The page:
Many Michigan outdoorsmen are overjoyed they can take their hunting dogs to locations that actually have pheasants. For many, the thrill of the hunt is all about the dog; watching them work and flushing a big rooster is icing on the cake. Few thrills in hunting are more rewarding than watching a dog get “birdy,” seeing them get fired up, maybe go on point, and in-the-field enjoyment is exhilarating and enhances hunting outings. Savvy hunters know the thrill of flushing a big rooster, wings pounding and cackling like a wild banshee, will fire up any dog. Truth is, pheasant hunting is all about the flush, and the adrenalin rush you get when birds blast from cover will ignite your hunting spirit like no other gamebird species.

State Law Passed to Stock Roosters

But there is more to this story. While Dalton shared his love for rooster hunting, his enthusiastic attitude ignited a fire involving other Michigan conservationists. Soon volunteers came out of the woodwork, and sportsmen across the state supported MPHI. Amy Trotter, Executive Director of MUCC, supported MPHI and was instrumental in helping others to see the benefits. Mike Thorman, from Hunting Dog Federation, joined the fight and was excited about increased outdoor recreation for dog owners and sporting dog enthusiasts. Many Michigan sportsmen became the driving force that got MPHI up and running full steam. Some requiring honorable special mention include Brad Brunken, Carl Griffin, Jim Smith, Tom Shook, Dave Ames, Kenny Darwin, Jack Ammerman, Randy Jorgensen and many more who joined the fight to get roosters for the Michigan public.

Eventually, word got to Michigan’s Rep. Gary Howell, the Natural Resource and Outdoor Recreation Committee Chair. Howell was quick to recognize the importance and benefit to Michigan sportsmen of stocking roosters and penned House Bill 4313. The bill created the Michigan pheasant hunting license that went on sale for $25, and his bill guaranteed the monies would be used to stock roosters statewide. When hunters heard about the new conservation effort, they dug deep into their pockets, and license sales boomed. Keep in mind the law states monies from license sales will be set aside and protected by law to buy rooster pheasants.

Michigan hunters should be grateful to Alex Beachum for his generous donation of $25,000 to MPHI in honor of his mother, who supported pheasant hunting. He wanted to honor her memory through the Pheasant Initiative. Little did she know the monies placed many roosters in Michigan’s grasslands, and hunters enjoyed Michigan’s great outdoors in her name.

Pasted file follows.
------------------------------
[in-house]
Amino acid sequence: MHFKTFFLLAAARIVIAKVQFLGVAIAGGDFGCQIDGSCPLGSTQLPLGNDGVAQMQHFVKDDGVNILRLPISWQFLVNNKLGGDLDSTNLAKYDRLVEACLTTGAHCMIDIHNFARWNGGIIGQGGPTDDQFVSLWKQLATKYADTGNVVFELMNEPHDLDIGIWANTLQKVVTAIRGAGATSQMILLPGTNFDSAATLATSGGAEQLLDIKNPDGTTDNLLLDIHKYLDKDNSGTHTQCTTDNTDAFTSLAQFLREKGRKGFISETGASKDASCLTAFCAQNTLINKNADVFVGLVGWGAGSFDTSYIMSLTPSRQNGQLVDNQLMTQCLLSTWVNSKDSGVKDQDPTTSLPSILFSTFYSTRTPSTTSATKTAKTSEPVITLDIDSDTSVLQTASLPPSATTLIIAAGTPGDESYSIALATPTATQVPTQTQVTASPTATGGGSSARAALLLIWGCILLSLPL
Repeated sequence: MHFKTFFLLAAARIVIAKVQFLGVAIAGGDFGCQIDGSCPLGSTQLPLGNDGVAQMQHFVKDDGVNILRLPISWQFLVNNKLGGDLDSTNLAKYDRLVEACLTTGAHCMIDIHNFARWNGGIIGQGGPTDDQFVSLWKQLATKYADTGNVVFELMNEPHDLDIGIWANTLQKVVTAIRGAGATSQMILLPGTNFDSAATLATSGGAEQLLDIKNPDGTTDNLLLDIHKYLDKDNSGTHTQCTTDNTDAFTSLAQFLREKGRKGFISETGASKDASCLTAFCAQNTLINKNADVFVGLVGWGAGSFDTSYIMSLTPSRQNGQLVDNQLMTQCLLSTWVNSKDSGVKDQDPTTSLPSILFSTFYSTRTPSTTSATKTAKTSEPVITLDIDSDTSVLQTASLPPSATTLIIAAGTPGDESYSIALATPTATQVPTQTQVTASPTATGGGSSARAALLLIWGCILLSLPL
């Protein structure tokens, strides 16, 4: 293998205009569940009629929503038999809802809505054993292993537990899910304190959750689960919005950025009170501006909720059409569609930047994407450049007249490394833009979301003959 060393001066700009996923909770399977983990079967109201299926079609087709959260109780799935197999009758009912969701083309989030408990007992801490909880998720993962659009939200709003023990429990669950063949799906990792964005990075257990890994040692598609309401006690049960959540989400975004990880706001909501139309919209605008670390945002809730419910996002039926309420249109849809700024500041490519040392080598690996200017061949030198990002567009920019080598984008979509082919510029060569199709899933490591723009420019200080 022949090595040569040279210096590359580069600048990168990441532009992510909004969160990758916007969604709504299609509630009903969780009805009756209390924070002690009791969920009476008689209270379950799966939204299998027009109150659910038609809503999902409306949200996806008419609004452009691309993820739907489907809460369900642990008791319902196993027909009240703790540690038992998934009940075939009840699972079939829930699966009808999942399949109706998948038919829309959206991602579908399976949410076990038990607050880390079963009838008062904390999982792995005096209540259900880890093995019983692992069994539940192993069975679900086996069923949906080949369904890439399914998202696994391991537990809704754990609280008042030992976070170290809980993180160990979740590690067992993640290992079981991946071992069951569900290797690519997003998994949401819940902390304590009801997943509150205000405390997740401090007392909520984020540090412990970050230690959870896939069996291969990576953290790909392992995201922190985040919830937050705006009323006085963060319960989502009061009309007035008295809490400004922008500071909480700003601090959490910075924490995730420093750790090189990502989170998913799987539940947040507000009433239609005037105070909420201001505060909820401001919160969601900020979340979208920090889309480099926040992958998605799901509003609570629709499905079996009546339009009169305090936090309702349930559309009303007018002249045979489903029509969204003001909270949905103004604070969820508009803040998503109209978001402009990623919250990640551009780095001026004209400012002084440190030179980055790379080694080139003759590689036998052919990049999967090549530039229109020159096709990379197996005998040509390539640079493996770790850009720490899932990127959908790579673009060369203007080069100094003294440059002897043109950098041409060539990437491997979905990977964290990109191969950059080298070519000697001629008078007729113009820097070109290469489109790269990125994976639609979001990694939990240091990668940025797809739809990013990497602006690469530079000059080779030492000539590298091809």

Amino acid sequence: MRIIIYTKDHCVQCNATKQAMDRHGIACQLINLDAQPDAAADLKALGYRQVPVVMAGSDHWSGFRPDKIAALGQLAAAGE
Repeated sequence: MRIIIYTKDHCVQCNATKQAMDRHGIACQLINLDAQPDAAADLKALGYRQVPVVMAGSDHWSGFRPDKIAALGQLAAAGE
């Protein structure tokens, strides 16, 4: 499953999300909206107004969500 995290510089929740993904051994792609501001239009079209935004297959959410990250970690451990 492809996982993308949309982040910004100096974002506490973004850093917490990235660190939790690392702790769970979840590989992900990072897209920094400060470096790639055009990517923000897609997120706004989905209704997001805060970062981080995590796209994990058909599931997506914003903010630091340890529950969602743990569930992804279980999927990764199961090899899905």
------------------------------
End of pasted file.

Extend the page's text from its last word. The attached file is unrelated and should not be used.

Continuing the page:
Who Provides The Pheasants?

There are 24 states stocking pheasants for hunters on public land. Just look at Wisconsin. They release 40,000 roosters yearly and created the Holiday Hunts, where 22 state areas get thousands more for hunters to enjoy over the Christmas and New Year’s holidays. Michigan’s non-profit MPHI purchases birds and has them stocked on state land for Michigan citizens. Michigan’s Game Bird Breeders Association raises pheasants and releases them on state land during the wee hours of the night. Release sites will get pheasants twice weekly throughout the season.


To raise more monies to buy pheasants, MPHI has joined forces with Rooster Ranch and will host a public shoot on September 16 at Rooster Ranch in Ubly. In addition, there will be a gun raffle, breakfast, clay pigeon shoot, and of course, a pheasant hunt. Contact Rooster Ranch for details at 989-658-2332. Proceeds from the shoot will go toward purchasing roosters for state land stocking.

Also, MPHI is officially a non-profit agency, and conservationists, hunting clubs, sportsman’s leagues or individuals can contribute funds by contacting MPHI President Ken Dalton at (810)358-9372. This means any contribution is tax-deductible, and all money buys roosters.

With the increased stocking agenda, Michigan pheasant hunters have a golden opportunity to experience top-notch hunting on public land this year. For most, the hunting will be fantastic and a special treat to get outdoors and actually hunt, flush and see rooster hunting like it was back in the day. But the success of the program is dependent upon one important variable, license sales. Please take time from your busy schedule to buy your pheasant hunting license today. Come October 20, opening day, you will not be sorry when guns start booming, roosters are flushed, and exciting outdoor adventures are at your fingertips. MPHI was created for you. I hope you will join in the celebration this coming fall.